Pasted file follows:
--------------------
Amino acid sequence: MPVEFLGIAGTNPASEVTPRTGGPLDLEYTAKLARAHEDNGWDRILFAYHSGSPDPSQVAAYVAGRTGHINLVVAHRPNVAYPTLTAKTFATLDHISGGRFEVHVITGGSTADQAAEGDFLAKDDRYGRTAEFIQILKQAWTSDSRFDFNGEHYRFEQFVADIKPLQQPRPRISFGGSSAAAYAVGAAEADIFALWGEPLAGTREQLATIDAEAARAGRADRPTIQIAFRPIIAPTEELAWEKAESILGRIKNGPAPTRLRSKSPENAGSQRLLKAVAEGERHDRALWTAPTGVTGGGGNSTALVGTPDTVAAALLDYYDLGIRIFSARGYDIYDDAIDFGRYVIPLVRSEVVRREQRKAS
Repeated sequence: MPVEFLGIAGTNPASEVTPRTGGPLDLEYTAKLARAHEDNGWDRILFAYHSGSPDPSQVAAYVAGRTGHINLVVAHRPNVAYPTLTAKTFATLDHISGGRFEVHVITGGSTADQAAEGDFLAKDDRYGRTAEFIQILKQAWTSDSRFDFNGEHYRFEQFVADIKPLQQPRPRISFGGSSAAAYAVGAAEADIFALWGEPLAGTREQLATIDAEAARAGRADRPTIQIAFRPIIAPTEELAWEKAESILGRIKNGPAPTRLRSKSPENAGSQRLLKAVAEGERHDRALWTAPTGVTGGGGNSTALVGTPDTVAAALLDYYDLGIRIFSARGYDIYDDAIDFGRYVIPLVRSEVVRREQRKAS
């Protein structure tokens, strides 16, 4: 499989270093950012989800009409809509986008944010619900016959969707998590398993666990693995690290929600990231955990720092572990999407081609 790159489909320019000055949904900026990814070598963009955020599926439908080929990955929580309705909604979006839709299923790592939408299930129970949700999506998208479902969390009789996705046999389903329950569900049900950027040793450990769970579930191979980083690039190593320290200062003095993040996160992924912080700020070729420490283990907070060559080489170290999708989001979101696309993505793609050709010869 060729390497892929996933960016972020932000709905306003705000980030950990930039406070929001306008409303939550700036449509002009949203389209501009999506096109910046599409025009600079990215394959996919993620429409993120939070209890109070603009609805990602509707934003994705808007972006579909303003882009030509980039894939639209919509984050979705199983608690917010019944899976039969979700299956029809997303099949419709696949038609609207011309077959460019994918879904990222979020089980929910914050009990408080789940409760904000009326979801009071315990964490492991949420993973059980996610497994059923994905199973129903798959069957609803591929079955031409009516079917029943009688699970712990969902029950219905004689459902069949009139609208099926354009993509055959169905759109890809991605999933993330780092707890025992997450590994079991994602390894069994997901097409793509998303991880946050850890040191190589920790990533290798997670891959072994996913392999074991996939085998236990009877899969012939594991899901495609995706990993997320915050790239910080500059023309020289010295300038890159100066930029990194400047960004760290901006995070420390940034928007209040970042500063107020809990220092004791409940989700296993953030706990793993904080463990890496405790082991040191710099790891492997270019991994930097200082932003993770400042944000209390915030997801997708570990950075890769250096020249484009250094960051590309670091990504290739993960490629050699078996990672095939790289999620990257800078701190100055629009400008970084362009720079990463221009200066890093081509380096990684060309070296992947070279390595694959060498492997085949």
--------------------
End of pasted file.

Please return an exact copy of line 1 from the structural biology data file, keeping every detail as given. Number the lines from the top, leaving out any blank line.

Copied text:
Amino acid sequence: MPVEFLGIAGTNPASEVTPRTGGPLDLEYTAKLARAHEDNGWDRILFAYHSGSPDPSQVAAYVAGRTGHINLVVAHRPNVAYPTLTAKTFATLDHISGGRFEVHVITGGSTADQAAEGDFLAKDDRYGRTAEFIQILKQAWTSDSRFDFNGEHYRFEQFVADIKPLQQPRPRISFGGSSAAAYAVGAAEADIFALWGEPLAGTREQLATIDAEAARAGRADRPTIQIAFRPIIAPTEELAWEKAESILGRIKNGPAPTRLRSKSPENAGSQRLLKAVAEGERHDRALWTAPTGVTGGGGNSTALVGTPDTVAAALLDYYDLGIRIFSARGYDIYDDAIDFGRYVIPLVRSEVVRREQRKAS